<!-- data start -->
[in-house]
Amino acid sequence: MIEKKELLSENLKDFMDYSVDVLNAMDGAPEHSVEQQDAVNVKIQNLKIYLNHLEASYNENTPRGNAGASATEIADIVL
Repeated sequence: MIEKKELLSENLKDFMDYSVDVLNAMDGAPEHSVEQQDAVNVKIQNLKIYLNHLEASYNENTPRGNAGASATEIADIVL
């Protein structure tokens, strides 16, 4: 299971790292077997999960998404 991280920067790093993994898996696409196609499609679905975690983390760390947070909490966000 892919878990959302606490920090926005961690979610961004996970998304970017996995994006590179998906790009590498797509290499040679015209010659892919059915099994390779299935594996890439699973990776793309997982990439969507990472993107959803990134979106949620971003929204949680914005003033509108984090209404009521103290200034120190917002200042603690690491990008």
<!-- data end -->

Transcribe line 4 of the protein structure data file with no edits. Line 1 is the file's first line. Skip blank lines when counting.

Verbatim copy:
């Protein structure tokens, strides 16, 4: 299971790292077997999960998404 991280920067790093993994898996696409196609499609679905975690983390760390947070909490966000 892919878990959302606490920090926005961690979610961004996970998304970017996995994006590179998906790009590498797509290499040679015209010659892919059915099994390779299935594996890439699973990776793309997982990439969507990472993107959803990134979106949620971003929204949680914005003033509108984090209404009521103290200034120190917002200042603690690491990008």